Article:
Benedictus(i) (Lat.: ‘blessed’)
- Richard Sherr
Part of the Sanctus after the first Hosanna, consisting of the sentence ‘Benedictus qui venit in nomine Domini’ followed by a repeat of the Hosanna. It is an adaptation of a quotation from Matthew xxi.9: ‘Hosanna to the Son of David! Blessed is he who comes in the name of the Lord! Hosanna in the highest!’ which is itself an adaptation of Psalm cxviii.26. It is found in the Roman liturgy from the 7th century, and may have been added to the Roman Sanctus, together with the two Hosannas, through Gallican influence. It was also sung in various oriental rites and is attested in the Jewish Pesaḥ (Passover) ritual.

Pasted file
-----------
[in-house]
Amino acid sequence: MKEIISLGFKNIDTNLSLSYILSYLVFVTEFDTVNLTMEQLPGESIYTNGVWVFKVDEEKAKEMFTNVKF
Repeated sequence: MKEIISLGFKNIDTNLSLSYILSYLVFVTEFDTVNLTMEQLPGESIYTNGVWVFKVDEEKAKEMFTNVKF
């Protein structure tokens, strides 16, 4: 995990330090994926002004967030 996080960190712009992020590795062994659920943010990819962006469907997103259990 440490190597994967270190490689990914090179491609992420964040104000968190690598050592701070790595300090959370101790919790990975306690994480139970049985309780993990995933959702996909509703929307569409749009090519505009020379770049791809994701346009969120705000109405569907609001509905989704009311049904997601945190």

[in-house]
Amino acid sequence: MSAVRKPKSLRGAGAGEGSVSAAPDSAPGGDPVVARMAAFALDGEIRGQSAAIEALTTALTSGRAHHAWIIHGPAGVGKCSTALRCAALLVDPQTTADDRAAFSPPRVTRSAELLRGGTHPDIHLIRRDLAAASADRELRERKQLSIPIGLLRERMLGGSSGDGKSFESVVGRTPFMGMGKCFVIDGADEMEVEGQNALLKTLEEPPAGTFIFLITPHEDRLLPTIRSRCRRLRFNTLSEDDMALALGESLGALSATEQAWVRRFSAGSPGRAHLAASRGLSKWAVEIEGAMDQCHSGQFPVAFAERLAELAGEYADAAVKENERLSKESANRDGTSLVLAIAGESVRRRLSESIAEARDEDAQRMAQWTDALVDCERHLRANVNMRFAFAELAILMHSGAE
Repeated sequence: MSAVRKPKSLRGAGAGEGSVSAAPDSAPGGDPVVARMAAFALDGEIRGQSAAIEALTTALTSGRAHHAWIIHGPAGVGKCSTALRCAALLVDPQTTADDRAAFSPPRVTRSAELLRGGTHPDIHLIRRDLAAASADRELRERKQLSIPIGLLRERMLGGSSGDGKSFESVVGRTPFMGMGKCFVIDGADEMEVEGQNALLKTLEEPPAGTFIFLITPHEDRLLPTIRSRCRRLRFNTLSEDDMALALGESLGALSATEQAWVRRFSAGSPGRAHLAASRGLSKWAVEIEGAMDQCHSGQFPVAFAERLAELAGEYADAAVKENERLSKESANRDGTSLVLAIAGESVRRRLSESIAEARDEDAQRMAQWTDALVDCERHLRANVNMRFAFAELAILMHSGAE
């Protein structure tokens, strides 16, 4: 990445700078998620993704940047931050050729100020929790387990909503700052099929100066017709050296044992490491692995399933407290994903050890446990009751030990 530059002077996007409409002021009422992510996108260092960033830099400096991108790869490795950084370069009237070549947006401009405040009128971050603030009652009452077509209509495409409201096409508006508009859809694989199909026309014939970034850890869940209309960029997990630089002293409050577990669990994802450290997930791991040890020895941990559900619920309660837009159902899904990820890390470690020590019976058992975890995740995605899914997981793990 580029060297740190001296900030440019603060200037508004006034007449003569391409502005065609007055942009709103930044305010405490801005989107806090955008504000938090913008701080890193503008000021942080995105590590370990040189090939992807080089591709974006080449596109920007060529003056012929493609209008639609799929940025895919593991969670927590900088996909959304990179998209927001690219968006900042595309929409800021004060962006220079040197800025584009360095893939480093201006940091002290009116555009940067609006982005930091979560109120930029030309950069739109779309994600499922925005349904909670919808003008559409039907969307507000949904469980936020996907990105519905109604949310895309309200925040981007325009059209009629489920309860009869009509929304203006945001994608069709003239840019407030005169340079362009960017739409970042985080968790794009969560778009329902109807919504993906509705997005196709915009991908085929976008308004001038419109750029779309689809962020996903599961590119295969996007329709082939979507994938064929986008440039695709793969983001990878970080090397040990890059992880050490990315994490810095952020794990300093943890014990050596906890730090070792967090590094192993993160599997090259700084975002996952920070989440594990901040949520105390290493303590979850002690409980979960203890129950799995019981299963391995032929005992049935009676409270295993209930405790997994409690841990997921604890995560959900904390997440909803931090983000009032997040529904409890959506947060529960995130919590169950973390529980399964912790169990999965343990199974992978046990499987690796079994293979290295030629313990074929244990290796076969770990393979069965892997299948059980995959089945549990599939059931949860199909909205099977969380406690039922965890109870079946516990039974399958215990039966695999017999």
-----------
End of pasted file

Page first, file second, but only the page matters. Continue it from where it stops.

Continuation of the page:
In the Roman Mass, the Benedictus was until recently separated from the Sanctus by the consecration (a procedure outlined in the Caeremoniale episcoporum of 1600). According to Jungmann (Missarum sollemnia, ii, 137) this was ‘obviously an attempt to accommodate to the canon a polyphonic style of song wherein the richer melody of the Sanctus … stretches out to the consecration, while the Benedictus, along with the second Hosanna, fills out the rest of the canon’. Wagner and others also attributed the practice to the influence of polyphony, and certainly the Benedictus has usually appeared as a separate section in polyphonic masses since the Middle Ages. (...